Francois Hollande becomes French president
Francois Hollande became president of France today in a ceremony steeped in tradition, taking over a country worried about Europe's future and pledging to make it a fairer place.
He leaves later on his first diplomatic foray — to Berlin, where he is meeting German Chancellor Angela Merkel to debate austerity and growth in Europe. The eurozone has avoided a new recession, thanks largely to Germany, but new political turmoil in Greece has revived fears about the fate of the shared currency.
Hollande, 57, is only the second Socialist president of modern France, after Francois Mitterrand's 1981-1995 tenure, and rode to the presidency on a wave of resurgent leftist sentiment amid Europe's debt crisis and anti-free-market protests around the world.
He was elected to run this nuclear-armed nation earlier this month after voters ousted incumbent Nicolas Sarkozy after only one term. Voters were disappointed over Sarkozy's handling of France's economy — which has high unemployment and low growth — and recoiled at his aggressive personality.
Arriving this morning at the 18th-century Elysee Palace that is the traditional residence of French presidents, Hollande was greeted by Sarkozy on the red-carpeted steps. The two held a 40-minute private meeting that is traditionally the moment when the outgoing president hands over the codes to France's nuclear arsenal.
Hollande was declared president after the head of the constitutional court read out the final results of the 6 May election.
He immediately acknowledged the challenges he inherits: "a massive debt, weak growth, high unemployment, degraded competitiveness, and a Europe that is struggling to come out of crisis."
In his first presidential speech, Hollande promised to fight financial speculation and "open a new path" in Europe. He has pushed back against a European budget-cutting pact championed by Merkel and Sarkozy.
"To overcome the crisis that is hitting it, Europe needs plans. It needs solidarity. It needs growth. To our partners, I will propose a new pact that will tie the necessary reduction of public debt with the indispensable stimulus of the economy," he said.
Hollande also pledged to bring "dignity and simplicity" to the presidential role — something voters felt that Sarkozy did not always do.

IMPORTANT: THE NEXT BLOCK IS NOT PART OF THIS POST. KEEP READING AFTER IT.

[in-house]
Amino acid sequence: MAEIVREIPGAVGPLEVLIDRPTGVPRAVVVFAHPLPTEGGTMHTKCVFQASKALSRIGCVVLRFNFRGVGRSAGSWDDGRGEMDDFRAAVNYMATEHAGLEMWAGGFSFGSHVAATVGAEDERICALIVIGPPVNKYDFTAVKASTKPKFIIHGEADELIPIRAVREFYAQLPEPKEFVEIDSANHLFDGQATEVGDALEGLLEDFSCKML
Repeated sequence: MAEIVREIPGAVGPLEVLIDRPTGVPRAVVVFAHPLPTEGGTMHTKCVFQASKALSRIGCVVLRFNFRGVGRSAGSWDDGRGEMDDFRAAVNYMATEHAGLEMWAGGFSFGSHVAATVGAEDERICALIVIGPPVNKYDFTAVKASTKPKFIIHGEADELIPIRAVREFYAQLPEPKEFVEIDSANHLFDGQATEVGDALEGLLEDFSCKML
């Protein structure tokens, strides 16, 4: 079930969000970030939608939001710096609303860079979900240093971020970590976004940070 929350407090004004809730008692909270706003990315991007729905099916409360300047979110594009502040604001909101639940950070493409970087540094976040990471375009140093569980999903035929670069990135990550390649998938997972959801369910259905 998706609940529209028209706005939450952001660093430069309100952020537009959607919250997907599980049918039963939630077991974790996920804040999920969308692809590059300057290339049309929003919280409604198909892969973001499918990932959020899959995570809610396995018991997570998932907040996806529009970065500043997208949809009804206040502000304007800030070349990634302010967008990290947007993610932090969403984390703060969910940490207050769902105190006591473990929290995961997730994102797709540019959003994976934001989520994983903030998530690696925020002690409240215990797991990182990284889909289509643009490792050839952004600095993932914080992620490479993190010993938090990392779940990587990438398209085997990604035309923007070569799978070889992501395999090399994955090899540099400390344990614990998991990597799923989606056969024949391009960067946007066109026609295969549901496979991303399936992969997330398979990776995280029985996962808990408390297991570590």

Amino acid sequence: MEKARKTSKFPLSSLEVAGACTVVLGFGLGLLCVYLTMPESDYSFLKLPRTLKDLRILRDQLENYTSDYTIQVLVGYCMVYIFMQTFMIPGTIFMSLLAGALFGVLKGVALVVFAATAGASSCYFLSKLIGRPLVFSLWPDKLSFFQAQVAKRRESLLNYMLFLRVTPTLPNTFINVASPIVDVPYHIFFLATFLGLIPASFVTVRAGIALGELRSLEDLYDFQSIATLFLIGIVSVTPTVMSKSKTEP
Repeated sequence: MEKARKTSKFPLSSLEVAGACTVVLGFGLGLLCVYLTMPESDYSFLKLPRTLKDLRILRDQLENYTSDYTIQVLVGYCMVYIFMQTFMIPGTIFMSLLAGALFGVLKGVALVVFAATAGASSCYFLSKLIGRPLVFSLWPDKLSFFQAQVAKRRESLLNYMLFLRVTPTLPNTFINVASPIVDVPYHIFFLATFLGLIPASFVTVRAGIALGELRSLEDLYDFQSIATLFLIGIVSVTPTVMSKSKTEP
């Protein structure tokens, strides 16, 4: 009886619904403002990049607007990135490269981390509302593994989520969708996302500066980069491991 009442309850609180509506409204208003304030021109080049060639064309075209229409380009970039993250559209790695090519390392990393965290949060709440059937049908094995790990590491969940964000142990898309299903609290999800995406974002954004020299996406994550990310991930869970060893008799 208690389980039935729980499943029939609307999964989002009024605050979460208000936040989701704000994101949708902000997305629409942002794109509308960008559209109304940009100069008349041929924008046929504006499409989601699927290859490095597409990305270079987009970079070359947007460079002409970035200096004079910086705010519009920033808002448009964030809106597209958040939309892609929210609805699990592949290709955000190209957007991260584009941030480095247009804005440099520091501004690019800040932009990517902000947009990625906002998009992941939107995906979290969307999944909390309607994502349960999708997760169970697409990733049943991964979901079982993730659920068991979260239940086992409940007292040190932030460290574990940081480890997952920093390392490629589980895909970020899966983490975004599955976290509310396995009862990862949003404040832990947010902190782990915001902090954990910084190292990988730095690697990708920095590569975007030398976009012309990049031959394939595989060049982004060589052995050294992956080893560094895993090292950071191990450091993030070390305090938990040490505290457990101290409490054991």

With the economy in the doldrums and joblessness high, the French mood is glum and many voters are looking to the inauguration as a rare moment of national pride, and to Hollande's presidency as a new opportunity to make things better.
Three hours before he took office, the state statistics agency released new figures showing the French economy failed to grow in the first quarter. Some economists predict a contraction ahead, which would complicate Hollande's promises to rein in the deficit.
World markets and other European leaders will be watching closely to see whether and how Hollande follows through on his campaign promises, such as pulling French troops out of Afghanistan, freezing gasoline prices and hiking taxes on the rich. Observers expect that once he settles into the presidency, he's likely to fall back into the moderate consensus-building that has characterized his career.
A key sign will come when he names his prime minister, expected later today.
Hollande received the insignia of the Grand Croix from the hands of Gen. Jean-Louis Georgelin, who heads the prestigious Legion of Honor, and the necklace of the Great Master of the Order of the Legion of Honor. Each linked medallion of the necklace bears the name of a president, with Hollande's name recently added.
Sarkozy left the palace hand-in-hand with wife Carla Bruni-Sarkozy, had a last handshake on the palace steps with Hollande, then was driven away. Former staffers gathered in the palace courtyard applauded loudly as Sarkozy left, and fans gathered at the Elysee gates waving signs reading "Nicolas, merci!"
Guests at today's ceremony included France's leftist political elite, 10 French Nobel Prize winners, France's chief rabbi, the head of an umbrella group of French Muslim organizations and a host of cultural figures.
Hollande shook hands with many of the hundreds present at the ceremony then reviewed troops in the palace gardens. Following tradition, 21 shots were fired from cannons at the Invalides, a domed complex on the opposite side of the Seine River that holds Napoleon's tomb.
Rain started pouring down on the famed Champs-Elysees avenue as Hollande rode up its center, standing in the sunroof of his hybrid Citroen DS5, trailed by dozens of Republican Guardsmen on horseback and motorcycle. His suit was visibly drenched within moments. He then headed for the Arc de Triomphe, and its monument to the unknown soldier.
The normally traffic-clogged Champs-Elysees was closed to cars and buses and crowds were sparse for the first procession of Hollande's presidency.
Hollande, who has four children but has never been married, was joined for the Elysee ceremonies and in his motorcade car by his partner, journalist Valerie Trierweiler.
Hollande's first presidential meal reflected relative modesty, at least by French culinary standards: lobster and citrus terrine, cote de boeuf, and strawberry macaron cookies for dessert.
Sarkozy's inauguration five years ago broke with some of the tradition that the French associate with the Elysee Palace, and offered up a first lady in Prada and romantic intrigue instead. Sarkozy and his then-wife Cecilia — both already on their second marriages, and on the verge of divorce — posed on the red carpet with their blended family of five kids.
Sarkozy's hands-on presidency brought change to the once-stuffy Elysee — but that, and Sarkozy's image as a man too friendly with the rich while recession hit, ultimately turned many voters against him.
Sarkozy has said he will quit politics now.
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